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Progressive Multifocal Leukoencephalopathy

Last Updated: October 1, 2018

Open Table of Contents: Progressive Multifocal Leukoencephalopathy

Progressive Multifocal Leukoencephalopathy (PML) is the infection of myelin-producing oligodendrocytes by reactivated JC virus due to immunodeficiency, particularly in AIDS patients when the CD4+ cell count falls below 100 cells/µl. 90% of patients die of the disease within 1 year of diagnosis.

Imaging Features

PML shares similarities to other demyelinating diseases – including the presence of a leading edge enhancement and restricted diffusion, its predominantly white matter distribution, and central edema. The distribution of PML is classically asymmetric (while HIV encephalitis is classically symmetric). Though PML may involve most areas of the brain, common locations include subcortical white matter (often frontoparietal) and thalami, progressing to involve more and more areas of the brain in a confluent and often multifocal pattern.

  • CT:
    • Asymmetric focal low-density lesions in the periventricular and subcortical white matter.
  • MRI:

    • T1: Low signal intensity, often quite striking.
    • T2/FLAIR: High signal focal white matter lesions.
    • SWI/GRE: Usually normal. Minimal hemorrhage is sometimes seen and presents as patchy low signal.
    • T1+C: Usually non-enhancing. If present, it appears as mild peripheral enhancement. Interestingly, the presence of enhancement is a good prognostic factor – one study found that 50% of long-term survivors had enhancing lesions, while only 9% of short-term survivors did.
    • DWI/ADC: Restricted diffusion in the periphery (high DWI signal, low ADC signal) is suggestive of a “leading edge” of demyelination. The center of the lesions usually shows T2 shine-through reflecting edema (bright DWI and ADC signal).
    • Spectroscopy: Decreased NAA. Increased lactate and lipids, and mildly elevated choline.

Figure 1: PML on Contrast-enhanced CT: This 43-year-old male with AIDS and CD4 <13 demonstrates left parietal juxtacortical hypodensity without enhancement (left). Right greater than left corpus callosum splenium hypodensity also indicates involvement in this area.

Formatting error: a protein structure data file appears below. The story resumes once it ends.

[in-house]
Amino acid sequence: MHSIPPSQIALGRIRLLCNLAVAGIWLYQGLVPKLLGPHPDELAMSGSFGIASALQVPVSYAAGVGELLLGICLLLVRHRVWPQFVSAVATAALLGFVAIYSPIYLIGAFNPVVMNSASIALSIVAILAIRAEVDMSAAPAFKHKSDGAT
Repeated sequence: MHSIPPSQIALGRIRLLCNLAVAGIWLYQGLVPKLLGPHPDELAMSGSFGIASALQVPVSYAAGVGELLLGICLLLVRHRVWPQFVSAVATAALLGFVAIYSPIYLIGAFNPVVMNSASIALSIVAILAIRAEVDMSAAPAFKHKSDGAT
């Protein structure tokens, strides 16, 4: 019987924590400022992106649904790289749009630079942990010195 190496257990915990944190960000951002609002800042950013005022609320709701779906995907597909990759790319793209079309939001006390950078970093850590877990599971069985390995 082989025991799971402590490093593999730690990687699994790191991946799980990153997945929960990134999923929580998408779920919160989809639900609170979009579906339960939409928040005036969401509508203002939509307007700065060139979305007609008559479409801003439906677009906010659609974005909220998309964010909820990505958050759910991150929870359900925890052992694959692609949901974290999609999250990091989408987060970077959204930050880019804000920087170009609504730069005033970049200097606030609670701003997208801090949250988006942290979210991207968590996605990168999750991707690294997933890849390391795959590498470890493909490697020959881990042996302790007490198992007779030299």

Figure 2: In the same patient as in Figure 1, the FLAIR sequence (top row left) shows both hyperintense and hypointense (due to CSF-like signal suppression) signal intensities in the areas of PML involvement. DWI (top row right) and ADC (bottom row left) images show areas of restricted diffusion in areas of PML involvement, a finding that is sometimes present. T1+C (bottom row right) illustrates striking T1 hypointensity in the subcortical white matter involvement of the posterior parietal lobe, with only minimal adjacent enhancement.

Figure 3: 3-year-followup MRI for this same patient after successful treatment for HIV illustrates the long-term damage done by PML. The encephalomalacia and gliosis in the left parietal lobe demonstrates areas of parenchymal hyperintensity on FLAIR with CSF-like hypointensity in the areas of most severe chronic involvement more posteriorly. T1-weighted image (right) also illustrates the atrophy and striking hypointensity.

Differential Diagnosis

  • AIDS dementia complex (AKA HIV encephalopathy)
    • Diffuse, symmetric bilateral white matter increased FLAIR signal and atrophy with sparing of the subcortical U-fibers (white matter immediately adjacent to cortex) until late in the disease
  • ­­­­­Demyelinating disorders of other causes

    • Imaging appearance, patient demographics, clinical scenario and acuity of the disease can be helpful in differentiating PML from MS or acute disseminated encephalomyelitis (ADEM)
      • MS usually shows a greater number of smaller lesions than PML
      • ADEM appearance can have significant overlap, but usually has a more “flocculent”, cloud-like appearance than PML

For more information, please see the corresponding chapter in Radiopaedia and the PML tumor mimic chapter in the Neurosurgical Atlas.

Contributor: Jordan McDonald, MD

DOI: https://doi.org/10.18791/nsatlas.v1.03.05.12

References

Smith AB, Smirniotopoulos JG, Rushing EJ. From the archives of the AFIP – Central nervous system infections with human immunodeficiency virus infection: Radiologic-pathologic correlation. Radiographics. 2008; 28:2033-2058.

Berger JR, Levy RM, Flomenholt D, Dobbs M. Predictive factors for prolonged survival in acquired immunodeficiency syndrome-associated progressive multifocal leukoencephalopathy. Ann Neurol. 1998; 44(3): 341-349.

Whiteman ML, Post MJ, Berger JR, et al. Progressive multifocal leukoencephalopathy in 47 HIV-seropositive patients: Neuroimaging with clinical and pathologic correlation. Radiology. 1993; 187(1): 233-240.

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